About the book:
“Bridges on the Backs” was printed in 1961 and formed part of a series of more than 34 books that were published by Brooke Crutchley at The University of Cambridge in between 1930 and 1958 as part of “A Printer’s Christmas Books” – the printing of these was the University Printer’s continued custom of giving a book to friends of the press at Christmas. The series was started by Walter Lewis and Stanley Morison in 1930. Brooke Crutchley was the University printer at Cambridge and oversaw the production of the Christmas Book series from its inception 1930 until its discontinuation in 1973. He gave a talk at St. Bride Printing Library in December 1975 at the opening of an exhibition of the Christmas books which ran from 10 December 1975 to 30 January 1976.
About the binding:
- Full leather stub-binding covered in scarf-jointed black goatskin and fair calf with miscellaneous leather and suede onlays in grey, brown, white, green and gold.
- The leather is embroidered in multiple lines and patterns over the onlays with coloured silks using a variety of embroidery stitches.
- The whole book is tooled both blind and with carbon.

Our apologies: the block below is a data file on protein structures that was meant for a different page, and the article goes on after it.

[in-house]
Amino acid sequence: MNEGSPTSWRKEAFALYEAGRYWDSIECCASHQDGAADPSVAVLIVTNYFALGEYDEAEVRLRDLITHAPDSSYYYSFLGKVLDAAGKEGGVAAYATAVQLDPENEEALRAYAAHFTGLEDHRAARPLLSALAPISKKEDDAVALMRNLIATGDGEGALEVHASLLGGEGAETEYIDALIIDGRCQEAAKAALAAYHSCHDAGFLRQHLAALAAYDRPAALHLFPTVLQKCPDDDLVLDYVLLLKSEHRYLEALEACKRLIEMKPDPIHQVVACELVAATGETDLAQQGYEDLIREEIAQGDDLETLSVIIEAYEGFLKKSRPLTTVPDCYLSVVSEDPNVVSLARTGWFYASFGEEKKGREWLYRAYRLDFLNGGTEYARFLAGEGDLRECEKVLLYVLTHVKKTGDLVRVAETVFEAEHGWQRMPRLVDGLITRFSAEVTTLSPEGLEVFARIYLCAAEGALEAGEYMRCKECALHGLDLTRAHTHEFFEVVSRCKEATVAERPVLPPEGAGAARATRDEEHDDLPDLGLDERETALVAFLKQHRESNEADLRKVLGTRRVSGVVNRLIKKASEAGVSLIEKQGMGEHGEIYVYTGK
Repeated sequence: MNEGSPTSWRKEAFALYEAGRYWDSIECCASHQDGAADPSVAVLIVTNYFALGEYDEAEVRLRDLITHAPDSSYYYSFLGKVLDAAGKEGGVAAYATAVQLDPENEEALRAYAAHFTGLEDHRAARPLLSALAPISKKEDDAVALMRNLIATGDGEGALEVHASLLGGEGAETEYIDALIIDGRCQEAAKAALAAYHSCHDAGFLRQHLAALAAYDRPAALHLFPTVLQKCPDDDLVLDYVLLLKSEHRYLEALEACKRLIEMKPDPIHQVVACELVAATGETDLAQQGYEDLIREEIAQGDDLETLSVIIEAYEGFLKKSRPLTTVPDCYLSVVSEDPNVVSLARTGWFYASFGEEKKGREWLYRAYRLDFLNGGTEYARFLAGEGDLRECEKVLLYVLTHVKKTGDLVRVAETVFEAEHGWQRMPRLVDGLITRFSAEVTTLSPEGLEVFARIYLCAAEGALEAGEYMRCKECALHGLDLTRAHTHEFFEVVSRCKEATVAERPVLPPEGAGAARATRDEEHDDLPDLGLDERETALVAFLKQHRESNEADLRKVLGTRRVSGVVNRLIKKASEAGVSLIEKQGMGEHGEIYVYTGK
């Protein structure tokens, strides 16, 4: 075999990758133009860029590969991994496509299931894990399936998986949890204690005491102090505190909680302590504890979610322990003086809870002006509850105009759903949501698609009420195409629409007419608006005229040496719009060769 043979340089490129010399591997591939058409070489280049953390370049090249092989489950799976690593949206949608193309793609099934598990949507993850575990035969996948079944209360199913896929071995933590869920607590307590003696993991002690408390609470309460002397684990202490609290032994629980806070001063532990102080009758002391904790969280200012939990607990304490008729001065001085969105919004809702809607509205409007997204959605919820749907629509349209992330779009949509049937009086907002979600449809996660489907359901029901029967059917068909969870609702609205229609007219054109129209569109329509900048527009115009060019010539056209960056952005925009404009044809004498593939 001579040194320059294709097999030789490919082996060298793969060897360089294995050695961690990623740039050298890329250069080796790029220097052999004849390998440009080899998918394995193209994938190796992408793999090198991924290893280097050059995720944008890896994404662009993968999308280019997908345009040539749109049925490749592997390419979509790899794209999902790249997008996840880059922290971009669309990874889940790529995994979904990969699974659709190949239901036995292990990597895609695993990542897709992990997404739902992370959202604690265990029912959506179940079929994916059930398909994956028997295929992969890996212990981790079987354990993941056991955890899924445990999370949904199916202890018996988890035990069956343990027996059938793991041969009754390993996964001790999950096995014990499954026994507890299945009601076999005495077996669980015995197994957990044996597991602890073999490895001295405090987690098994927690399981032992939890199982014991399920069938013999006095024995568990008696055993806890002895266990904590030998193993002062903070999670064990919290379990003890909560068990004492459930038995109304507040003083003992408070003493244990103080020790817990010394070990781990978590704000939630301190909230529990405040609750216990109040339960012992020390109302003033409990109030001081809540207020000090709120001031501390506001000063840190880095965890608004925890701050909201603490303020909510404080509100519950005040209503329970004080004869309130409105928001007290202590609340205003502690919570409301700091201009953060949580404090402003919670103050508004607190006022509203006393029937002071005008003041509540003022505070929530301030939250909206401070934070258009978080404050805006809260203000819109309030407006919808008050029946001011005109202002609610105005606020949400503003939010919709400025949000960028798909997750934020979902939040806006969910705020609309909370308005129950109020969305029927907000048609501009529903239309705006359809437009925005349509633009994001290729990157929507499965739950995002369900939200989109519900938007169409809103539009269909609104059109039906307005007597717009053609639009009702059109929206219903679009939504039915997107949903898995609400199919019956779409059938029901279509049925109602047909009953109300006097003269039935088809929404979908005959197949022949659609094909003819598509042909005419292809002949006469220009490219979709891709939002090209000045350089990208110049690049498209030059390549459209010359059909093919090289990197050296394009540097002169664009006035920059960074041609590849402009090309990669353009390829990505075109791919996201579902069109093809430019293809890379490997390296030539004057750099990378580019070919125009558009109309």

- The endpapers and doublures are made using a combination of paper silhouettes (mattered with a textured finish using a roller and black ink) with embroidered embellishments and gold leaf, plus leather and paper onlays.
- Oak box with carbon-tooled book title on the lid.
The nine illustrated drawings inside the book depict all the nine Bridges on The Backs, a picturesque area to the east of Queen’s Road in the city of Cambridge, England where several colleges of the University of Cambridge back onto the River Cam. The name “The Backs” refers to the backs of the colleges. The nine Bridges are as follows; Great Bridge, St John’s New Bridge (otherwise known as the Bridge of Sighs), St John’s Old Bridge, Trinity College Bridge, Garrett Hostel Bridge, Clare Bridge, Kings College Bridge, Queens Bridge (otherwise known as the Mathematical Bridge) and Silver Street Bridge.
Each of the nine bridges are illustrated in some way throughout the book and box design, with the oak box designed so that the book can stand upright between some channels inside the lid for display. Each of the bridges names are tooled and attached to the book and box.
More details about this binding can be read in a blog posts here.